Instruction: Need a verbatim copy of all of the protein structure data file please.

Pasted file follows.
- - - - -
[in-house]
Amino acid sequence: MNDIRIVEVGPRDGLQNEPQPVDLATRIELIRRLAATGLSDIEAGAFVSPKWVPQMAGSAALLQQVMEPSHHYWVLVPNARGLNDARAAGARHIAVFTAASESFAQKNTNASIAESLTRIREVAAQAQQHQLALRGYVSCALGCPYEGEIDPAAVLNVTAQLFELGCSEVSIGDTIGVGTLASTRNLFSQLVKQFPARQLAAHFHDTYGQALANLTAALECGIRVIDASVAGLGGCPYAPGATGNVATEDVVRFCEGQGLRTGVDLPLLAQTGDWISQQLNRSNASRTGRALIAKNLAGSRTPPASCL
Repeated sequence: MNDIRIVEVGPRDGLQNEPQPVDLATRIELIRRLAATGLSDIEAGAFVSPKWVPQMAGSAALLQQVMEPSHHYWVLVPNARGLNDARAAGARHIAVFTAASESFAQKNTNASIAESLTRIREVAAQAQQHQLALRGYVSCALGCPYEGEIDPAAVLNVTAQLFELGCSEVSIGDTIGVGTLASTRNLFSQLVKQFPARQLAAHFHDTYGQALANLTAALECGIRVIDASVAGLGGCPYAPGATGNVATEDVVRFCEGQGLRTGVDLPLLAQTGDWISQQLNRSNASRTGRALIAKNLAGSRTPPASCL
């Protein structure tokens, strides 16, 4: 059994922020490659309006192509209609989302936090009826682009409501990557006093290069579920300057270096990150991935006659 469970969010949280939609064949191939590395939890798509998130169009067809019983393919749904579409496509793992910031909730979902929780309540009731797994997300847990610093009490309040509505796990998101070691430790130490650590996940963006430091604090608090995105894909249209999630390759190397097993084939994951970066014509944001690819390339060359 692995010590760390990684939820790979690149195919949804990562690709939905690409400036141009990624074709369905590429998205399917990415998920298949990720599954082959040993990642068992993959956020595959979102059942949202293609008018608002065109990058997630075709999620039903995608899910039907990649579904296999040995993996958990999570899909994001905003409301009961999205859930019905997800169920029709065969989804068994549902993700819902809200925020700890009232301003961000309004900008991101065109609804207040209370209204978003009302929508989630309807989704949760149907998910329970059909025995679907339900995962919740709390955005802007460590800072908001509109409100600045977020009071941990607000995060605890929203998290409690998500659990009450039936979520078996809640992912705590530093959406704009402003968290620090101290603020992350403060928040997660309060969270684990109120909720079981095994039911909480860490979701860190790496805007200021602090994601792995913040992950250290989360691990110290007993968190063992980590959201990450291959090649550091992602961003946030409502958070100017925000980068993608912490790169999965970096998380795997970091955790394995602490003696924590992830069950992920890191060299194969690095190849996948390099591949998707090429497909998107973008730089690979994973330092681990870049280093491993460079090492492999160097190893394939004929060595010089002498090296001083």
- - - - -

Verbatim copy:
[in-house]
Amino acid sequence: MNDIRIVEVGPRDGLQNEPQPVDLATRIELIRRLAATGLSDIEAGAFVSPKWVPQMAGSAALLQQVMEPSHHYWVLVPNARGLNDARAAGARHIAVFTAASESFAQKNTNASIAESLTRIREVAAQAQQHQLALRGYVSCALGCPYEGEIDPAAVLNVTAQLFELGCSEVSIGDTIGVGTLASTRNLFSQLVKQFPARQLAAHFHDTYGQALANLTAALECGIRVIDASVAGLGGCPYAPGATGNVATEDVVRFCEGQGLRTGVDLPLLAQTGDWISQQLNRSNASRTGRALIAKNLAGSRTPPASCL
Repeated sequence: MNDIRIVEVGPRDGLQNEPQPVDLATRIELIRRLAATGLSDIEAGAFVSPKWVPQMAGSAALLQQVMEPSHHYWVLVPNARGLNDARAAGARHIAVFTAASESFAQKNTNASIAESLTRIREVAAQAQQHQLALRGYVSCALGCPYEGEIDPAAVLNVTAQLFELGCSEVSIGDTIGVGTLASTRNLFSQLVKQFPARQLAAHFHDTYGQALANLTAALECGIRVIDASVAGLGGCPYAPGATGNVATEDVVRFCEGQGLRTGVDLPLLAQTGDWISQQLNRSNASRTGRALIAKNLAGSRTPPASCL
């Protein structure tokens, strides 16, 4: 059994922020490659309006192509209609989302936090009826682009409501990557006093290069579920300057270096990150991935006659 469970969010949280939609064949191939590395939890798509998130169009067809019983393919749904579409496509793992910031909730979902929780309540009731797994997300847990610093009490309040509505796990998101070691430790130490650590996940963006430091604090608090995105894909249209999630390759190397097993084939994951970066014509944001690819390339060359 692995010590760390990684939820790979690149195919949804990562690709939905690409400036141009990624074709369905590429998205399917990415998920298949990720599954082959040993990642068992993959956020595959979102059942949202293609008018608002065109990058997630075709999620039903995608899910039907990649579904296999040995993996958990999570899909994001905003409301009961999205859930019905997800169920029709065969989804068994549902993700819902809200925020700890009232301003961000309004900008991101065109609804207040209370209204978003009302929508989630309807989704949760149907998910329970059909025995679907339900995962919740709390955005802007460590800072908001509109409100600045977020009071941990607000995060605890929203998290409690998500659990009450039936979520078996809640992912705590530093959406704009402003968290620090101290603020992350403060928040997660309060969270684990109120909720079981095994039911909480860490979701860190790496805007200021602090994601792995913040992950250290989360691990110290007993968190063992980590959201990450291959090649550091992602961003946030409502958070100017925000980068993608912490790169999965970096998380795997970091955790394995602490003696924590992830069950992920890191060299194969690095190849996948390099591949998707090429497909998107973008730089690979994973330092681990870049280093491993460079090492492999160097190893394939004929060595010089002498090296001083």